Insights EU Platform Work Directive: provisional agreement reached by the European Parliament and Council


The Directive on improving working conditions in platform work, proposed by the Commission in 2021, is aimed at improving the working conditions of persons performing platform work by ensuring, amongst other things, the correct determination of their employment status and by promoting transparency, fairness and accountability in the algorithmic management of platform work. Platform work is work organised through a digital labour platform, a platform providing a commercial service via a website or app that is performed by an individual based on a contract with the digital labour platform (irrespective of the contractual designation of the relationship). The proposed new law aims to address the perceived problem that many workers in the so-called “gig” economy, such as taxi or delivery drivers, are incorrectly classified as self-employed with the result that that they miss out on important employment and social security protections provided by law.

On 13 December 2023, the European Parliament and Council reached a provisional agreement on the Directive. The agreed text is not yet available but some of the reported changes to the Commission’s original proposal are described below.

Under the original proposal, the relationship between a digital labour platform and a person performing platform work is presumed to be an employment relationship where the platform controls the performance of the work. Such control is deemed to arise when at least two criteria from a list of five are present. These include (as amended by the co-legislators) determining the upper limits of the remuneration the worker can receive, supervising the performance of the work, and control over the allocation of tasks. The co-legislators have agreed that Member States may add further indicators to this list. As in the original proposal, the employment relationship presumption is rebuttable by the platform if it can prove that the relationship is not an employment relationship.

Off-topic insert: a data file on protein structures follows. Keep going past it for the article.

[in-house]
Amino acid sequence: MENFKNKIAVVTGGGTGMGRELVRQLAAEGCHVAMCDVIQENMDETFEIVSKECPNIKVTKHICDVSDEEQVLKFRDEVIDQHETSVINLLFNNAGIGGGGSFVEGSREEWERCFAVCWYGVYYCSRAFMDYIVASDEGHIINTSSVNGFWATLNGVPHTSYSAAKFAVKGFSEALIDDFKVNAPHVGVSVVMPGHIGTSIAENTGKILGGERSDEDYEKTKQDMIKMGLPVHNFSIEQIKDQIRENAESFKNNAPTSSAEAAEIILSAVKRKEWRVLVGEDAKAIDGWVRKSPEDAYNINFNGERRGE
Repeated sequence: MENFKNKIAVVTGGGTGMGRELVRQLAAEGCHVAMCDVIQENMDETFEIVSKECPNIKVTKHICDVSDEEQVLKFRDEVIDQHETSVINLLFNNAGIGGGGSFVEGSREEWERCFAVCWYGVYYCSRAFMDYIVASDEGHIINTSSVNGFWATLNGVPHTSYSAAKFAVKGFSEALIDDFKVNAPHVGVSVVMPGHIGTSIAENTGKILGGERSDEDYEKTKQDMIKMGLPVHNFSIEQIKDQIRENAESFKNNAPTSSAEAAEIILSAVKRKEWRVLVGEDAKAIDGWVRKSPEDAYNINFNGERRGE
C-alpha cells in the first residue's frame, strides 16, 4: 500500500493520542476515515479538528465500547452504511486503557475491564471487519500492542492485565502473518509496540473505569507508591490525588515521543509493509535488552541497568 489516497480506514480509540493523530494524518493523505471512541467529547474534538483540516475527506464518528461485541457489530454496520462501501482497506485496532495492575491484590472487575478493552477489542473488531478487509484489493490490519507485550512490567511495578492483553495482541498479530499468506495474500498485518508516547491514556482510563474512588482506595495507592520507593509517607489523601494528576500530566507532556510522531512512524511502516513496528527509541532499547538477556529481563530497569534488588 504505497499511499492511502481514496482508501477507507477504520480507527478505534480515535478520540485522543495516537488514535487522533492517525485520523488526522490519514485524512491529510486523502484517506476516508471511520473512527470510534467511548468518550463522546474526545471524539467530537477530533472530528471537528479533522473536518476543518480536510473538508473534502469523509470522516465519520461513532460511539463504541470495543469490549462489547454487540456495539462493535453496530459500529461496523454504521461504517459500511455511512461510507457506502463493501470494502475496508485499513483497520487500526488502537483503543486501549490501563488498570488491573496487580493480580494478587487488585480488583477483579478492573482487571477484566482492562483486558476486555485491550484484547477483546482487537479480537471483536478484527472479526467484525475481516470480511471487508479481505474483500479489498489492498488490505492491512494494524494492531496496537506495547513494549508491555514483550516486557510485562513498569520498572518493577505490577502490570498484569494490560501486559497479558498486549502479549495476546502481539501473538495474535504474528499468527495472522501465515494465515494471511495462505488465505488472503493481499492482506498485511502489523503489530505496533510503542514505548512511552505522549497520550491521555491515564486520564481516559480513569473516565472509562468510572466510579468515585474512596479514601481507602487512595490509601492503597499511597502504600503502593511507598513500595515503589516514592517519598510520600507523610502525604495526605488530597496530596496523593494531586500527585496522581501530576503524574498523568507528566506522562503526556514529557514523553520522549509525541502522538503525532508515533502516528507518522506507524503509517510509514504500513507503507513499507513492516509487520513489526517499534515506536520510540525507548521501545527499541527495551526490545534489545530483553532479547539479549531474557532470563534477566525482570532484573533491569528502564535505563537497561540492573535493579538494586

Further, under the original proposal, digital labour platforms would be required to provide information to those performing platform work concerning the use of any automated monitoring systems (used to electronically monitor, supervise or evaluate performance) or automated decision-making (used to take or support decisions that significantly affect platform workers, such as their access to work assignments, earnings and promotions and termination of their accounts). The original proposal requires that these systems are monitored by qualified staff and that platform workers can obtain an explanation of and challenge any decision taken or supported by an automated decision-making system that significantly affects the platform worker’s working conditions. According to reports, the co-legislators have agreed to completely prohibit platforms from processing certain kinds of personal data by means of automated monitoring or decision-making systems including personal data on the emotional or psychological state of the worker, data related to private conversations or data used to predict actual or potential trade union activity.

The Directive must now be endorsed by Member States’ representatives and the Parliament and, if endorsed, will have to be formally adopted by both institutions. Once it enters into force, Member States will have two years to incorporate the provisions of the Directive into their national legislation.

For more information, click here, here and here.